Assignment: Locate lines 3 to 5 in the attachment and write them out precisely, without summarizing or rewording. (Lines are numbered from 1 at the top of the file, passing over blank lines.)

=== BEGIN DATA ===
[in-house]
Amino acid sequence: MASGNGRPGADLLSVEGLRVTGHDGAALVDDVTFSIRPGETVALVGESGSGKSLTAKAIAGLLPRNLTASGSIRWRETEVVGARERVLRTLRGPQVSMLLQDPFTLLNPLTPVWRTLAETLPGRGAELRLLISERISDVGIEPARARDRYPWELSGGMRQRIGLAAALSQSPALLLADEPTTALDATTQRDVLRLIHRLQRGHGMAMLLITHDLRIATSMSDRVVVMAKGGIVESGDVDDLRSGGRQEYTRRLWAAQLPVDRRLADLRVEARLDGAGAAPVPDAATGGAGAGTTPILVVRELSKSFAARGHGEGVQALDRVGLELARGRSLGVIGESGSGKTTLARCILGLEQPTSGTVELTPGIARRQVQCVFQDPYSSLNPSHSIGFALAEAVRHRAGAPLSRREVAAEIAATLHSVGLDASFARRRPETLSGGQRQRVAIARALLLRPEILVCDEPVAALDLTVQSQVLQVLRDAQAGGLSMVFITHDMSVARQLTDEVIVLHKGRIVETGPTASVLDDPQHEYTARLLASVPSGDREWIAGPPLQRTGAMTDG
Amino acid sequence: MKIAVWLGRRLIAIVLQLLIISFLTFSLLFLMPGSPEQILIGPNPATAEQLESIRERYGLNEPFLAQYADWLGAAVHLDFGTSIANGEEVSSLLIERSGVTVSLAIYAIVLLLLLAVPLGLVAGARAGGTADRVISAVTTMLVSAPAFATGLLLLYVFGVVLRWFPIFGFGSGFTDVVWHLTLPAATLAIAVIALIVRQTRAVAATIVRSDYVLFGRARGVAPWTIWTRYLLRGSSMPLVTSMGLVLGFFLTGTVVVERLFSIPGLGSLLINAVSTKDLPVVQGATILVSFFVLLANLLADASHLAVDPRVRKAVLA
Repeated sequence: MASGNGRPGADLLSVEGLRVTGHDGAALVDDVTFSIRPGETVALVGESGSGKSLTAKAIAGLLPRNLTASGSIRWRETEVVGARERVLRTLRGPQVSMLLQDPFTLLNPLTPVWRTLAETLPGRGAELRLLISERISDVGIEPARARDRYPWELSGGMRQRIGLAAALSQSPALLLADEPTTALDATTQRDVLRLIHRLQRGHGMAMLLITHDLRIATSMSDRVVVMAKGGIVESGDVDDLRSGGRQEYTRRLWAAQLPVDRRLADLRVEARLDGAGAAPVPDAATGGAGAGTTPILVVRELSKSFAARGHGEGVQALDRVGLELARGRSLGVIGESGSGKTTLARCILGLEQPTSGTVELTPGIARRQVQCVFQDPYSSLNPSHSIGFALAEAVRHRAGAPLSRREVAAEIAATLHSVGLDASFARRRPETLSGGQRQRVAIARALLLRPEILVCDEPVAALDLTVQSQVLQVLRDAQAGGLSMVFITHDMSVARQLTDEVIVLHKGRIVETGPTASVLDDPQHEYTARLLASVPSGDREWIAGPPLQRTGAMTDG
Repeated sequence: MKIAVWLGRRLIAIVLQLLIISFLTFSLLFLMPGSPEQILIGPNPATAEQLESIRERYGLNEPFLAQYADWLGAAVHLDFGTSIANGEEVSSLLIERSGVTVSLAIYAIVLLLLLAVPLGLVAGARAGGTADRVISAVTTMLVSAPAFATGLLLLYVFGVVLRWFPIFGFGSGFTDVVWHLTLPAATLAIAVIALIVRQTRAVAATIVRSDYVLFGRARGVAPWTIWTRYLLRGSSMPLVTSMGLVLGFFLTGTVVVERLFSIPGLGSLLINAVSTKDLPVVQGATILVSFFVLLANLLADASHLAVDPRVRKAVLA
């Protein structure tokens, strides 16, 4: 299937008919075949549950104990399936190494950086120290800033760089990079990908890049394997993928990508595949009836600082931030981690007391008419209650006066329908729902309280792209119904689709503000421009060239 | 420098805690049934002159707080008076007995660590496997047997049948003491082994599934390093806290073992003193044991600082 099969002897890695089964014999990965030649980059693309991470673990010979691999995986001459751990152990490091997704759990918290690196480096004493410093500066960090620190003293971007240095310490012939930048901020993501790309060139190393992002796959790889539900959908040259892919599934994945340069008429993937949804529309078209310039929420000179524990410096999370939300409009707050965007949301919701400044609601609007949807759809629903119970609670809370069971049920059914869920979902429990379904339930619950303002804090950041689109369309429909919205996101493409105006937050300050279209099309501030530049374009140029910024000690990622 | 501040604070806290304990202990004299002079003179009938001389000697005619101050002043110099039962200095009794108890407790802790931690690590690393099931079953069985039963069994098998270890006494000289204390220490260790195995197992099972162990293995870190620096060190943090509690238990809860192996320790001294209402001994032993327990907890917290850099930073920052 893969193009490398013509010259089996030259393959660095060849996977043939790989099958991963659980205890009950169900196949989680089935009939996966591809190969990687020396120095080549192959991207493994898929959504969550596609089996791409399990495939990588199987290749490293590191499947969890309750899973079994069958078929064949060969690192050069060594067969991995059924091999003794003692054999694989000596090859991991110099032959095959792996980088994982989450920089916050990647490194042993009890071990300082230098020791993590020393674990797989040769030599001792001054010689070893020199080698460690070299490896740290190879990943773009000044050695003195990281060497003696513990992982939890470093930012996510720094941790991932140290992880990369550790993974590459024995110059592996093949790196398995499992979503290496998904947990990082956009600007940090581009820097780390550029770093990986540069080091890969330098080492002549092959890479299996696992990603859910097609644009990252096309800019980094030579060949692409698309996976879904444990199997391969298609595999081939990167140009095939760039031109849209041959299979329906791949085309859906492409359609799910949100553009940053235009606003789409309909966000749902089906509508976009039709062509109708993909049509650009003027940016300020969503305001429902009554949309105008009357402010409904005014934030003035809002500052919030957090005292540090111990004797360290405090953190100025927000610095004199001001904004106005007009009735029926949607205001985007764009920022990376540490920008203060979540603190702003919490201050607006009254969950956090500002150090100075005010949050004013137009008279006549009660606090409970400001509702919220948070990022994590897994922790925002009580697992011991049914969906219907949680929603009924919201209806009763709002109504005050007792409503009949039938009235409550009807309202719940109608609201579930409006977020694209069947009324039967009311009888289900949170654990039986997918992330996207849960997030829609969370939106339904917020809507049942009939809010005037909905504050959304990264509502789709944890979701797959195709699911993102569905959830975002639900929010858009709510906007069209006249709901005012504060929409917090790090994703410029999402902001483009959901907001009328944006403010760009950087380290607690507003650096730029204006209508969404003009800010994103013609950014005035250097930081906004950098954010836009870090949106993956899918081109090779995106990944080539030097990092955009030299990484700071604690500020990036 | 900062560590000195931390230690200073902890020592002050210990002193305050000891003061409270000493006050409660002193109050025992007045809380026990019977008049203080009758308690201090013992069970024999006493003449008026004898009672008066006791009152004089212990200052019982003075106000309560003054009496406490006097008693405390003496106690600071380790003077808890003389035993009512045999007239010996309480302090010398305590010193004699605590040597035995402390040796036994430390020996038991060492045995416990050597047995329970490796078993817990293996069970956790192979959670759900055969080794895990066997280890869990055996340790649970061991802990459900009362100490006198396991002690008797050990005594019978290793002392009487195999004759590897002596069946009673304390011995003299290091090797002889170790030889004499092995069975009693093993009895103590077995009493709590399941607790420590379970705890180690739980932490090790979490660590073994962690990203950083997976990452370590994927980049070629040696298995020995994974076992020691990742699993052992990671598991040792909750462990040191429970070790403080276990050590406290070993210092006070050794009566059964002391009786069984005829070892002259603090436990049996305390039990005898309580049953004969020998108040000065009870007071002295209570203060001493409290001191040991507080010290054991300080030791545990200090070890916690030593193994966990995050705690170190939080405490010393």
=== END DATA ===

Amino acid sequence: MKIAVWLGRRLIAIVLQLLIISFLTFSLLFLMPGSPEQILIGPNPATAEQLESIRERYGLNEPFLAQYADWLGAAVHLDFGTSIANGEEVSSLLIERSGVTVSLAIYAIVLLLLLAVPLGLVAGARAGGTADRVISAVTTMLVSAPAFATGLLLLYVFGVVLRWFPIFGFGSGFTDVVWHLTLPAATLAIAVIALIVRQTRAVAATIVRSDYVLFGRARGVAPWTIWTRYLLRGSSMPLVTSMGLVLGFFLTGTVVVERLFSIPGLGSLLINAVSTKDLPVVQGATILVSFFVLLANLLADASHLAVDPRVRKAVLA
Repeated sequence: MASGNGRPGADLLSVEGLRVTGHDGAALVDDVTFSIRPGETVALVGESGSGKSLTAKAIAGLLPRNLTASGSIRWRETEVVGARERVLRTLRGPQVSMLLQDPFTLLNPLTPVWRTLAETLPGRGAELRLLISERISDVGIEPARARDRYPWELSGGMRQRIGLAAALSQSPALLLADEPTTALDATTQRDVLRLIHRLQRGHGMAMLLITHDLRIATSMSDRVVVMAKGGIVESGDVDDLRSGGRQEYTRRLWAAQLPVDRRLADLRVEARLDGAGAAPVPDAATGGAGAGTTPILVVRELSKSFAARGHGEGVQALDRVGLELARGRSLGVIGESGSGKTTLARCILGLEQPTSGTVELTPGIARRQVQCVFQDPYSSLNPSHSIGFALAEAVRHRAGAPLSRREVAAEIAATLHSVGLDASFARRRPETLSGGQRQRVAIARALLLRPEILVCDEPVAALDLTVQSQVLQVLRDAQAGGLSMVFITHDMSVARQLTDEVIVLHKGRIVETGPTASVLDDPQHEYTARLLASVPSGDREWIAGPPLQRTGAMTDG
Repeated sequence: MKIAVWLGRRLIAIVLQLLIISFLTFSLLFLMPGSPEQILIGPNPATAEQLESIRERYGLNEPFLAQYADWLGAAVHLDFGTSIANGEEVSSLLIERSGVTVSLAIYAIVLLLLLAVPLGLVAGARAGGTADRVISAVTTMLVSAPAFATGLLLLYVFGVVLRWFPIFGFGSGFTDVVWHLTLPAATLAIAVIALIVRQTRAVAATIVRSDYVLFGRARGVAPWTIWTRYLLRGSSMPLVTSMGLVLGFFLTGTVVVERLFSIPGLGSLLINAVSTKDLPVVQGATILVSFFVLLANLLADASHLAVDPRVRKAVLA